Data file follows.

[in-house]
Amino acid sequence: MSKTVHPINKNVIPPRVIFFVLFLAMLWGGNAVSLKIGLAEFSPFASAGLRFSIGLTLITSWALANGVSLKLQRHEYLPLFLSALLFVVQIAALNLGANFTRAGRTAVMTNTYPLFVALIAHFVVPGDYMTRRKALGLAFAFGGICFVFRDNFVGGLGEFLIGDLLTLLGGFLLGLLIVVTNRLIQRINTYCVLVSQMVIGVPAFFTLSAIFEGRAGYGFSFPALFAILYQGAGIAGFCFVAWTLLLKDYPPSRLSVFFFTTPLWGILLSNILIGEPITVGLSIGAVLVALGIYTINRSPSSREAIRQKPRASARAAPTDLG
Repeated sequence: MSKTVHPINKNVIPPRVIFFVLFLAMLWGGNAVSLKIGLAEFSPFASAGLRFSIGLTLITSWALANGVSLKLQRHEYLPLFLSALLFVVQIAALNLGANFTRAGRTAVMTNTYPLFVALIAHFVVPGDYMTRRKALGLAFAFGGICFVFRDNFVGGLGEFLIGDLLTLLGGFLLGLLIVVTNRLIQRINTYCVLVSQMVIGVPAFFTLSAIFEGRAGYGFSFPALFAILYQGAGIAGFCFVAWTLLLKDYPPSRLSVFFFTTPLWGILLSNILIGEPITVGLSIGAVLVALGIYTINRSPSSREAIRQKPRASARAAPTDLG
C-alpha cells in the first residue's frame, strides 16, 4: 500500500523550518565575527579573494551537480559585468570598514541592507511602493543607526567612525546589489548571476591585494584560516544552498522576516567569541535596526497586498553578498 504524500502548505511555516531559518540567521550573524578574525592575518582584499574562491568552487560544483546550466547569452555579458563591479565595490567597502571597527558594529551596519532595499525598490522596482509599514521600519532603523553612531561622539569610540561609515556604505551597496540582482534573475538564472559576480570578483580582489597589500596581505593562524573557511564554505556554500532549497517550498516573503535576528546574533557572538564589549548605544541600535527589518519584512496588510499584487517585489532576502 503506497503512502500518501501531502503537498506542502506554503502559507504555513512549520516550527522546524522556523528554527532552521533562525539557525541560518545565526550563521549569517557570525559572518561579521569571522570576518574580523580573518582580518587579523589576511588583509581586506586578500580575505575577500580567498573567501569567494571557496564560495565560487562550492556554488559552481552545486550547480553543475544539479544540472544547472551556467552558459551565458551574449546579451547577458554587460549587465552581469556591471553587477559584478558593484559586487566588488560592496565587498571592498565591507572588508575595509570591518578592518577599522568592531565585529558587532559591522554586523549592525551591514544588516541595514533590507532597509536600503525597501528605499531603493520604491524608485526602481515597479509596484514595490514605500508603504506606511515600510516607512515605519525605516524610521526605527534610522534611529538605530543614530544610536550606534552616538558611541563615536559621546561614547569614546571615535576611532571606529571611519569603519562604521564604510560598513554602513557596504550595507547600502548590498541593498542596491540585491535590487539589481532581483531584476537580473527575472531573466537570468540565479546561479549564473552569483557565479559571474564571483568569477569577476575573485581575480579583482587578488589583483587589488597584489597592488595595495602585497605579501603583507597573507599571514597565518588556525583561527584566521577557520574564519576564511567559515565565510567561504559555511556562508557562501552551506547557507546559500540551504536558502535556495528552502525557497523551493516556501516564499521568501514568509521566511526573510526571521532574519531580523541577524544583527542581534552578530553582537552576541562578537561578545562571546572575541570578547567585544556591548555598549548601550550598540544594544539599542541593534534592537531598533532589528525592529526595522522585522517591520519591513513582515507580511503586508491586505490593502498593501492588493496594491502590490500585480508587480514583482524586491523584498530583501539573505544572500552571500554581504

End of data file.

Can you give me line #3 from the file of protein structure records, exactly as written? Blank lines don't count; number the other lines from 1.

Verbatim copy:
Repeated sequence: MSKTVHPINKNVIPPRVIFFVLFLAMLWGGNAVSLKIGLAEFSPFASAGLRFSIGLTLITSWALANGVSLKLQRHEYLPLFLSALLFVVQIAALNLGANFTRAGRTAVMTNTYPLFVALIAHFVVPGDYMTRRKALGLAFAFGGICFVFRDNFVGGLGEFLIGDLLTLLGGFLLGLLIVVTNRLIQRINTYCVLVSQMVIGVPAFFTLSAIFEGRAGYGFSFPALFAILYQGAGIAGFCFVAWTLLLKDYPPSRLSVFFFTTPLWGILLSNILIGEPITVGLSIGAVLVALGIYTINRSPSSREAIRQKPRASARAAPTDLG